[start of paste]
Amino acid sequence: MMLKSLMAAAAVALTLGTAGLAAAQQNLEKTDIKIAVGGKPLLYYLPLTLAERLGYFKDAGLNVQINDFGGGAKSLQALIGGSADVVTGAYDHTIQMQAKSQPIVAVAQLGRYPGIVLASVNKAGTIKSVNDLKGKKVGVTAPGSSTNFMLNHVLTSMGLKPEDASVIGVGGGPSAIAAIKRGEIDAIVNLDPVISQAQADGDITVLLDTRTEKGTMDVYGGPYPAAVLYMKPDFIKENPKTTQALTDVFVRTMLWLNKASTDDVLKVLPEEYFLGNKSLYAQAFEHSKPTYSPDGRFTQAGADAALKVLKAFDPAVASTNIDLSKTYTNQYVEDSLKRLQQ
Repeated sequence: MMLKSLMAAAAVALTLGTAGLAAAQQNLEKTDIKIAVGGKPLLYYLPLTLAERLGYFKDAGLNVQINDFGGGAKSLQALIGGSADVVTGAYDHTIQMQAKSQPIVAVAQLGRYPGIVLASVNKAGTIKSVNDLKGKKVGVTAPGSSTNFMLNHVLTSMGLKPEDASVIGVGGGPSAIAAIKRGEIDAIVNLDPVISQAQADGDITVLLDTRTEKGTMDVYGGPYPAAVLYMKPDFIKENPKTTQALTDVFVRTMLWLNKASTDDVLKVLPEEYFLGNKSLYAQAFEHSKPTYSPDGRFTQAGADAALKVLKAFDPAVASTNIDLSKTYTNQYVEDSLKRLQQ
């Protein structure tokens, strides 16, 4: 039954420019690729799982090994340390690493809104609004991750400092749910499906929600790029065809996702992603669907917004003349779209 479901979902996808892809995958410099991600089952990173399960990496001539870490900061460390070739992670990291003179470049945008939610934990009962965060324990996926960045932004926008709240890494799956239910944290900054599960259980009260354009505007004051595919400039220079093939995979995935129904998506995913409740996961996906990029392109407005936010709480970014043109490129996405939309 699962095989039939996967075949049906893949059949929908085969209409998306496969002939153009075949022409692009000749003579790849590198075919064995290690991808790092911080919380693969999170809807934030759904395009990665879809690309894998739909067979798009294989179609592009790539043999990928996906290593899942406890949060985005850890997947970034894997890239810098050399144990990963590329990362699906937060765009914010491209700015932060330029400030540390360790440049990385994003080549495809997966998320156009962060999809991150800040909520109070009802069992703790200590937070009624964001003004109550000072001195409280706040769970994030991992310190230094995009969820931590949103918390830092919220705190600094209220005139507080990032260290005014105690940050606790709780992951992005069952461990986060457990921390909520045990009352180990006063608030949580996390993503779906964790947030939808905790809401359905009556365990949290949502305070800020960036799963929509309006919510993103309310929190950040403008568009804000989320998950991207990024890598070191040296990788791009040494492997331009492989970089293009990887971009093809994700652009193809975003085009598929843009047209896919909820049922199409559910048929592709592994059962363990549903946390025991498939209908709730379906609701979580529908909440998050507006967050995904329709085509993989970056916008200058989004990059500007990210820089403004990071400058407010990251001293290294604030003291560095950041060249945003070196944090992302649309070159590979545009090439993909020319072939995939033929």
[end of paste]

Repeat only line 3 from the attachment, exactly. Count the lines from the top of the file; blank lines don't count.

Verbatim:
């Protein structure tokens, strides 16, 4: 039954420019690729799982090994340390690493809104609004991750400092749910499906929600790029065809996702992603669907917004003349779209 479901979902996808892809995958410099991600089952990173399960990496001539870490900061460390070739992670990291003179470049945008939610934990009962965060324990996926960045932004926008709240890494799956239910944290900054599960259980009260354009505007004051595919400039220079093939995979995935129904998506995913409740996961996906990029392109407005936010709480970014043109490129996405939309 699962095989039939996967075949049906893949059949929908085969209409998306496969002939153009075949022409692009000749003579790849590198075919064995290690991808790092911080919380693969999170809807934030759904395009990665879809690309894998739909067979798009294989179609592009790539043999990928996906290593899942406890949060985005850890997947970034894997890239810098050399144990990963590329990362699906937060765009914010491209700015932060330029400030540390360790440049990385994003080549495809997966998320156009962060999809991150800040909520109070009802069992703790200590937070009624964001003004109550000072001195409280706040769970994030991992310190230094995009969820931590949103918390830092919220705190600094209220005139507080990032260290005014105690940050606790709780992951992005069952461990986060457990921390909520045990009352180990006063608030949580996390993503779906964790947030939808905790809401359905009556365990949290949502305070800020960036799963929509309006919510993103309310929190950040403008568009804000989320998950991207990024890598070191040296990788791009040494492997331009492989970089293009990887971009093809994700652009193809975003085009598929843009047209896919909820049922199409559910048929592709592994059962363990549903946390025991498939209908709730379906609701979580529908909440998050507006967050995904329709085509993989970056916008200058989004990059500007990210820089403004990071400058407010990251001293290294604030003291560095950041060249945003070196944090992302649309070159590979545009090439993909020319072939995939033929």